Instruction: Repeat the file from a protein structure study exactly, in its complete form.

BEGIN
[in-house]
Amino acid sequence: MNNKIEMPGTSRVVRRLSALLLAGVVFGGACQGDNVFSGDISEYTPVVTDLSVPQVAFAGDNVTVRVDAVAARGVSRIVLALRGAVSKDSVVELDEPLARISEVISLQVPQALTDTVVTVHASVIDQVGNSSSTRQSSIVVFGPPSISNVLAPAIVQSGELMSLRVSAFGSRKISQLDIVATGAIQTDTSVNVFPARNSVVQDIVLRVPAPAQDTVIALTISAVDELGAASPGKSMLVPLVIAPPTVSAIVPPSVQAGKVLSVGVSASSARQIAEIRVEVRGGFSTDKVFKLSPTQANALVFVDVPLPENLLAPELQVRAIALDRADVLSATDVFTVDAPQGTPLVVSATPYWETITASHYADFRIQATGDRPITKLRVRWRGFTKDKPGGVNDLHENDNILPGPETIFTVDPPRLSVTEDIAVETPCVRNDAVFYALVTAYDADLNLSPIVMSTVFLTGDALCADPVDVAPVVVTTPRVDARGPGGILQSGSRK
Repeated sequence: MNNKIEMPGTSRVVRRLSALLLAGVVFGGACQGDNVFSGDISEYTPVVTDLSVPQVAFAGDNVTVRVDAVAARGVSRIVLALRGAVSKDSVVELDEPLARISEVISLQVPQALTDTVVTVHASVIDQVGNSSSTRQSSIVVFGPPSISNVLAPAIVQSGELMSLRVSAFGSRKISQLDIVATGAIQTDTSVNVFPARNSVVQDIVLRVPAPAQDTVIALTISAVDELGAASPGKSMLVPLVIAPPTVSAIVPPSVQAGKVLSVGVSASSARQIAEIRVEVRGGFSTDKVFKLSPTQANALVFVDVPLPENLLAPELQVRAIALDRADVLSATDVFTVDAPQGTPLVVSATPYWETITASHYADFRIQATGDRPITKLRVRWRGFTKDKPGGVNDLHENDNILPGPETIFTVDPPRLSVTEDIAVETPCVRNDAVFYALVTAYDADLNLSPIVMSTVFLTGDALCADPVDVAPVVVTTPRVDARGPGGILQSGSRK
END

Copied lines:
[in-house]
Amino acid sequence: MNNKIEMPGTSRVVRRLSALLLAGVVFGGACQGDNVFSGDISEYTPVVTDLSVPQVAFAGDNVTVRVDAVAARGVSRIVLALRGAVSKDSVVELDEPLARISEVISLQVPQALTDTVVTVHASVIDQVGNSSSTRQSSIVVFGPPSISNVLAPAIVQSGELMSLRVSAFGSRKISQLDIVATGAIQTDTSVNVFPARNSVVQDIVLRVPAPAQDTVIALTISAVDELGAASPGKSMLVPLVIAPPTVSAIVPPSVQAGKVLSVGVSASSARQIAEIRVEVRGGFSTDKVFKLSPTQANALVFVDVPLPENLLAPELQVRAIALDRADVLSATDVFTVDAPQGTPLVVSATPYWETITASHYADFRIQATGDRPITKLRVRWRGFTKDKPGGVNDLHENDNILPGPETIFTVDPPRLSVTEDIAVETPCVRNDAVFYALVTAYDADLNLSPIVMSTVFLTGDALCADPVDVAPVVVTTPRVDARGPGGILQSGSRK
Repeated sequence: MNNKIEMPGTSRVVRRLSALLLAGVVFGGACQGDNVFSGDISEYTPVVTDLSVPQVAFAGDNVTVRVDAVAARGVSRIVLALRGAVSKDSVVELDEPLARISEVISLQVPQALTDTVVTVHASVIDQVGNSSSTRQSSIVVFGPPSISNVLAPAIVQSGELMSLRVSAFGSRKISQLDIVATGAIQTDTSVNVFPARNSVVQDIVLRVPAPAQDTVIALTISAVDELGAASPGKSMLVPLVIAPPTVSAIVPPSVQAGKVLSVGVSASSARQIAEIRVEVRGGFSTDKVFKLSPTQANALVFVDVPLPENLLAPELQVRAIALDRADVLSATDVFTVDAPQGTPLVVSATPYWETITASHYADFRIQATGDRPITKLRVRWRGFTKDKPGGVNDLHENDNILPGPETIFTVDPPRLSVTEDIAVETPCVRNDAVFYALVTAYDADLNLSPIVMSTVFLTGDALCADPVDVAPVVVTTPRVDARGPGGILQSGSRK